The United States has formally dropped Cuba from its list of state sponsors of terrorism.
Cuba’s removal from the U.S. terror watchlist, announced on Friday, means lifting of another barrier as the two North American countries try to re-establish diplomatic ties after 54 years of breakdown that almost led to armed confrontation between the U.S and Russia in what became known as Cuba Missile Crisis in October 1962.
The State Department had announced last month it had completed a review of Cuba’s place on the list.
It stated that Cuba’s government had not assisted terrorist organizations in the preceding six months and had made assurances it would not do so in future.
Under the U.S. federal law, the State Department was required to provide a 45-day review period, which ended Friday.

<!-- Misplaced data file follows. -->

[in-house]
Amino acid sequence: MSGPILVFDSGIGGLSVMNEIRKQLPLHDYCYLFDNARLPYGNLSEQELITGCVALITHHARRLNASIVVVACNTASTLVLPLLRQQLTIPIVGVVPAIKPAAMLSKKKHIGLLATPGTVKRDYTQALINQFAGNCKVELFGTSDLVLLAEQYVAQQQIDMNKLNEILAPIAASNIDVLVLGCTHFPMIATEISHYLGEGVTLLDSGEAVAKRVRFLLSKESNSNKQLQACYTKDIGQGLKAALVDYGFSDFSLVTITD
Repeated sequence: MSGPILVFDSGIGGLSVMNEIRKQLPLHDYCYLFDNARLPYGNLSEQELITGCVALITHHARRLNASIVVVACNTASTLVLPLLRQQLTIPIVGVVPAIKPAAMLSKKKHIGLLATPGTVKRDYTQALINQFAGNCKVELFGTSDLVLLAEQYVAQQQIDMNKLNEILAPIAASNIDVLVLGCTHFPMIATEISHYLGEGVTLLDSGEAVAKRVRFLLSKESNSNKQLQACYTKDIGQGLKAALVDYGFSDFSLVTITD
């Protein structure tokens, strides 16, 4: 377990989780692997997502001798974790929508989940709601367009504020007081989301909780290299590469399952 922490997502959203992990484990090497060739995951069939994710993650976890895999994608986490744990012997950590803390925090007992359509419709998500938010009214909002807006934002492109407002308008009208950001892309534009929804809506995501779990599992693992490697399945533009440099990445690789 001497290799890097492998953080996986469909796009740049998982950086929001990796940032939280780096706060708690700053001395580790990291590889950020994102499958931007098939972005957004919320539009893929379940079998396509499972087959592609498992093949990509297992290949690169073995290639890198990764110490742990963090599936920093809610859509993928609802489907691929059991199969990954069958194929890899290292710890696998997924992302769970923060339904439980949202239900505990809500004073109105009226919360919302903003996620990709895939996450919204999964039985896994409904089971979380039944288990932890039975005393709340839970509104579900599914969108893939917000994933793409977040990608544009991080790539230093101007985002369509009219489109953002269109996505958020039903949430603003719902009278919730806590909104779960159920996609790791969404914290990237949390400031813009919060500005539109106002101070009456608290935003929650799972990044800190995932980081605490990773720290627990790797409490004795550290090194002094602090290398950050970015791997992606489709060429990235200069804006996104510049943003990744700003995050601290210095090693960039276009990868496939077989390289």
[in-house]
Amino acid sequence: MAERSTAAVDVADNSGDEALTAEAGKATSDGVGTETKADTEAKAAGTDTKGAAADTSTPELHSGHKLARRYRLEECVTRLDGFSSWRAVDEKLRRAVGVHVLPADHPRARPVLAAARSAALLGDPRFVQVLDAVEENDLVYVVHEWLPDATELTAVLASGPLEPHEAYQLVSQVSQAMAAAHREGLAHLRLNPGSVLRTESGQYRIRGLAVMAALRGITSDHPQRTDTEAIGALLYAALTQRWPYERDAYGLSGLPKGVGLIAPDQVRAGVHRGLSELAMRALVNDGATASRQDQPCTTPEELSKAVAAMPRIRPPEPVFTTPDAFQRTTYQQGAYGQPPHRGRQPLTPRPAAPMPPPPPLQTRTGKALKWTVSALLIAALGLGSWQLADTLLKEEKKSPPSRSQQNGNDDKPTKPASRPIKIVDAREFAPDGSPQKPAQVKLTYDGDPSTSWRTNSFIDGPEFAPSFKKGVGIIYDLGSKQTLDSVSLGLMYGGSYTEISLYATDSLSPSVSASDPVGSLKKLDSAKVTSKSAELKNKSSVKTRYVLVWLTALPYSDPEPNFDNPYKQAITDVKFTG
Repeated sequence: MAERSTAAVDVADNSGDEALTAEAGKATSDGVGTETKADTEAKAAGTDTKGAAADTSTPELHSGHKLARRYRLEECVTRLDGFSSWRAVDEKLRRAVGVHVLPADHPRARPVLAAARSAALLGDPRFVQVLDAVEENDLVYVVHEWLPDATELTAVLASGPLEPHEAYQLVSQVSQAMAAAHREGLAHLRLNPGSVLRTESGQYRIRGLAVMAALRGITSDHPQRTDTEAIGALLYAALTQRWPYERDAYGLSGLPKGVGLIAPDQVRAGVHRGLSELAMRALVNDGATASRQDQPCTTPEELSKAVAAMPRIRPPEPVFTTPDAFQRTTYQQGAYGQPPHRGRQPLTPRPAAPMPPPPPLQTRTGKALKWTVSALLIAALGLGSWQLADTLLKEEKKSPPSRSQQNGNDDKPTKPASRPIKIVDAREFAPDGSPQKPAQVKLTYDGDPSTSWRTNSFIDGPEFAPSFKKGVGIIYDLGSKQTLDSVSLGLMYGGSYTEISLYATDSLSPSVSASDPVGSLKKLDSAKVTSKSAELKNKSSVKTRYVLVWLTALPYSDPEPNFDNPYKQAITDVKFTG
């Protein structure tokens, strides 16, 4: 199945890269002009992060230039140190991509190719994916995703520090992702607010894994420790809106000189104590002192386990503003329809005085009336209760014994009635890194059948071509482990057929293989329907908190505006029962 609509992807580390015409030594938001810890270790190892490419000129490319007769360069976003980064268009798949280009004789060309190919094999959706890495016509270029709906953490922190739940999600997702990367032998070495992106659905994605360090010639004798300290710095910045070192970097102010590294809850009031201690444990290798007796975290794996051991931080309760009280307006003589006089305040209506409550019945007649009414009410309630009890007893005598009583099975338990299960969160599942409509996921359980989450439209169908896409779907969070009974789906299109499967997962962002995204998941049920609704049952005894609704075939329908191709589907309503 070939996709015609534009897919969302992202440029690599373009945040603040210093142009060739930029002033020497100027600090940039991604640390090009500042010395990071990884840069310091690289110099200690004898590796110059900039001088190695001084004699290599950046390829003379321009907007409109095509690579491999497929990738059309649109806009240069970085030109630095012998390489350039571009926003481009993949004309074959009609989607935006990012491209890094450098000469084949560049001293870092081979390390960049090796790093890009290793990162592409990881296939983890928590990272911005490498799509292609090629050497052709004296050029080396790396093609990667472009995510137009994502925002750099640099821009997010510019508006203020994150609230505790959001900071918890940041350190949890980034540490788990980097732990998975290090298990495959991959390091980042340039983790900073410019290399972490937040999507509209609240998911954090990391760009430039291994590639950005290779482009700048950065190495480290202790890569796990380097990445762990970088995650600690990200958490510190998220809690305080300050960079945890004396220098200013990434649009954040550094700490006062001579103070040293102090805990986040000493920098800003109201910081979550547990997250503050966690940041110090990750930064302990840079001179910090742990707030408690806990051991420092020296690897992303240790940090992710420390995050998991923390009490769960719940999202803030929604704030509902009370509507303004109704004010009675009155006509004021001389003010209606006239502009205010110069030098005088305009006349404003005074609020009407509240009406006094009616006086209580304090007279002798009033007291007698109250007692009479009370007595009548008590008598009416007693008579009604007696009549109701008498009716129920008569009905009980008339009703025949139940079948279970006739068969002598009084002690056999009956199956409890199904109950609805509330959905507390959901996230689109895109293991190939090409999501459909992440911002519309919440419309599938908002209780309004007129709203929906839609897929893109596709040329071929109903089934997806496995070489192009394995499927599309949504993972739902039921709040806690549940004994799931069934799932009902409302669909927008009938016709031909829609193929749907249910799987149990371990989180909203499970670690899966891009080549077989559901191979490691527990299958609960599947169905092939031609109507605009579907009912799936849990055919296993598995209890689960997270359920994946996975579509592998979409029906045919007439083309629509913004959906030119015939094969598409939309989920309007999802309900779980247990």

Many Republicans in the Congress objected to the decision.
They argue that Cuba still “harbours” known terrorists and U.S. fugitives from justice.
However, those issues were not enough to keep Cuba from being removed from the list, State Department spokesman Jeff Rathke said in a statement Friday.
Mr. Rathke added that, “While the United States has significant concerns and disagreements with a wide range of Cuba’s policies and actions, these fall outside the criteria relevant to the designation of state sponsor of terrorism designation.
President Barak Obama and Cuban President, Raúl Castro, announced in December that the two countries would end their diplomatic crisis.